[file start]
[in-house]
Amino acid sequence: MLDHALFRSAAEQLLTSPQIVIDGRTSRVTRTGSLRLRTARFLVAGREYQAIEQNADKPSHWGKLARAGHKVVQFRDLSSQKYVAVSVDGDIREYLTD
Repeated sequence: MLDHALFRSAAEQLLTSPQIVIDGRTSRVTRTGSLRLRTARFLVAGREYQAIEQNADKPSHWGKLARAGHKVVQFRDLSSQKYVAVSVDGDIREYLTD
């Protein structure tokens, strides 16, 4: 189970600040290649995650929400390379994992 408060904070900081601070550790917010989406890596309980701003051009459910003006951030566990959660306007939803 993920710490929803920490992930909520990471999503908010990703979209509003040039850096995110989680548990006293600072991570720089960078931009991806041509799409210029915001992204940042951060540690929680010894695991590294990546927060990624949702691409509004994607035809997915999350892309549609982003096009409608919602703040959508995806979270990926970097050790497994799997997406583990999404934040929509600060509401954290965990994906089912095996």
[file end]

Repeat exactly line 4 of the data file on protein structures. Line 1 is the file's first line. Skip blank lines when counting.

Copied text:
């Protein structure tokens, strides 16, 4: 189970600040290649995650929400390379994992 408060904070900081601070550790917010989406890596309980701003051009459910003006951030566990959660306007939803 993920710490929803920490992930909520990471999503908010990703979209509003040039850096995110989680548990006293600072991570720089960078931009991806041509799409210029915001992204940042951060540690929680010894695991590294990546927060990624949702691409509004994607035809997915999350892309549609982003096009409608919602703040959508995806979270990926970097050790497994799997997406583990999404934040929509600060509401954290965990994906089912095996």